Access "Data growth not in vain at NCSA "
This article is part of the Vol. 1 No. 7 September 2002 issue of Managing data storage for remote employees
At the National Center for Supercomputing Applications (NCSA) at the University of Illinois at Urbana-Champaign, not only is data growing astronomically, but it also appears to be increasingly useful. In the past decade, the frequency with which researchers access data archived in the NCSA's mass storage system has increased from 18% accessed within the first two months to 50%; from 12% in the first six months to 28%; and from 3% in the first year to 18%. In the early 90s, the NCSA's mass storage system was essentially a write-only archive, says NCSA technical program manager Michelle Butler. "At one point, transfer rates were so slow and cumbersome, it was easier for users to re-create the data than for them to retrieve it from the archive." Managing data in the mass storage system is DiskXtender, HSM software from Legato. NCSA began using DiskXtender in 1992, and recently expanded its license from 500TB to 1.5PB to accommodate its year-over-year doubling of capacity. "The license gives us a little bit of breathing room," Butler says. Access >>>
Premium Content for Free.
- Few options for disaster-proof storage
IBM's Shark stays afloat
Recent enhancements should keep Shark afloat for a while longer.
- Data growth not in vain at NCSA
- Free of Fibre Channel baggage, firm builds IP SAN
Modular vs. Monolithic
by Julie Ryan
Modular's price is attractive and features have steadily grown, but modular still has advantages for some scenarios.
EMC takes a stab at storage consulting services
EMC is expanding its professional services group to offer platform-independent consulting.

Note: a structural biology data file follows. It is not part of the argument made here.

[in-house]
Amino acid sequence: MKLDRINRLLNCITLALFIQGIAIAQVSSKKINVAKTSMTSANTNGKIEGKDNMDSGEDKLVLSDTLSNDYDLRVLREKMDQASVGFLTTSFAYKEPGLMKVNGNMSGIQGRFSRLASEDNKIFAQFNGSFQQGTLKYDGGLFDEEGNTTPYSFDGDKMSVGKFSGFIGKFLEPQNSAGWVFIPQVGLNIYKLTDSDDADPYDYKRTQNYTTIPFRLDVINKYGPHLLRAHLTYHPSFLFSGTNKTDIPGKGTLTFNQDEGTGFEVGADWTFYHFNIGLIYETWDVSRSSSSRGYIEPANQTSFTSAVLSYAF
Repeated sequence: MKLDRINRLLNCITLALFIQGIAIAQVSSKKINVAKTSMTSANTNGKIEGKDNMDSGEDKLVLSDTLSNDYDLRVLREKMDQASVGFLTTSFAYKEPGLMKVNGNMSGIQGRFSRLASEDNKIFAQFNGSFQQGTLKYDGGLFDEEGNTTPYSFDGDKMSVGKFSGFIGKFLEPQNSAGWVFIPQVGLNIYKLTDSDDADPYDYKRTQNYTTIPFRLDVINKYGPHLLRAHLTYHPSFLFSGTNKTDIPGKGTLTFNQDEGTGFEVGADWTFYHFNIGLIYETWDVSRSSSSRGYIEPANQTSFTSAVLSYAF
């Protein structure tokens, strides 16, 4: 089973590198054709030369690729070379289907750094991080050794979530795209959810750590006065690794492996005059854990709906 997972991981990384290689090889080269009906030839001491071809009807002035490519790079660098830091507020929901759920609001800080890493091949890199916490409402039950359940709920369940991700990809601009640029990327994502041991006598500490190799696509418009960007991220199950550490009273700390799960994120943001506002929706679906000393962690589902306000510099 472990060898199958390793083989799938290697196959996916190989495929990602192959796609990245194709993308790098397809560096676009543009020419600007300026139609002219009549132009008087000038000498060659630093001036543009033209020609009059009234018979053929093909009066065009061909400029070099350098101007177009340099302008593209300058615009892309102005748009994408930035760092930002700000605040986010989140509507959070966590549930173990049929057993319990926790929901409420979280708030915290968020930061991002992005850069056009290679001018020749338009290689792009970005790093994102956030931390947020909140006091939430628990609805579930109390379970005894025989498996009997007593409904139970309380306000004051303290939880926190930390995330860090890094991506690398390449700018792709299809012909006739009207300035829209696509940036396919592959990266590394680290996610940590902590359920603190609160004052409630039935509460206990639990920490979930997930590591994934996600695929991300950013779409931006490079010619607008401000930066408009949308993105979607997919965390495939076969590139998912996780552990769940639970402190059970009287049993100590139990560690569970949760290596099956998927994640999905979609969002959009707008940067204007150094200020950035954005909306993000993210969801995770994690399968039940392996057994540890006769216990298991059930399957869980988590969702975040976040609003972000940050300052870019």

Looking for storage enlightenment?
Managing storage at the edge
by Eric Knorr
As the amount of off-site workers and data increases, you'll need everything from replicating software to USB drives to keep pace.
What Will Succeed DDS for the Low-end Tape Throne?
Last year, manufacturers of Digital Data Storage (DDS) tape announced they would discontinue any further development of the 8mm technology.
- Comings, Goings
Pick the right ATA array for backup
by W. Curtis Preston
Pick the right ATA array for backup
Penny per megabyte NAS here to stay
Priced in the penny per megabyte range, networked storage is within reach of all but the smallest mom and pops.
Optimizing LAN-free backup
by Marc Farley
To get the most out of LAN-free backup, zero in on performance capabilities and constraints.
Seven steps to backup and restore
by Ed Palmer
As backup and recovery becomes increasingly difficult to manage, creating a backup and restore plan is becoming more necessary.
The road to practical SAN security
by Benjamin Kuo
The spread of SANs has created a growing number of security products that address specific Achilles' heels, from authentication to transmission to encryption.
- What Will Succeed DDS for the Low-end Tape Throne?
How to select and implement a tape library - effectively
by James Damoulakis
Select and implement a tape library - effectively.
Make your SAN administrator's life easier with Brocade's Fabric Manager
by Darryl Brooks
Make your SAN administrator's life easier with Brocade's Fabric Manager.
Andiamo: Now you see it, now you don't
Storage Bin - Andiamo: Now you see it, now you don't
by Mark Schlack
Snapshot: What do you want from storage vendors?
What do you want from storage vendors?
- How to select and implement a tape library - effectively by James Damoulakis
More Premium Content Accessible For Free
Just about as quickly as we learn the merits of a new solid-state form factor, a new one appears. While the use and location of spinning disk ...
As much as we might want to assume an "out of sight, out of mind" attitude about the data we ship to cloud storage services, the truth is that it ...
Object storage is sizzling hot, with technologists calling it the necessary building block for efficient cloud storage and big data projects. As ...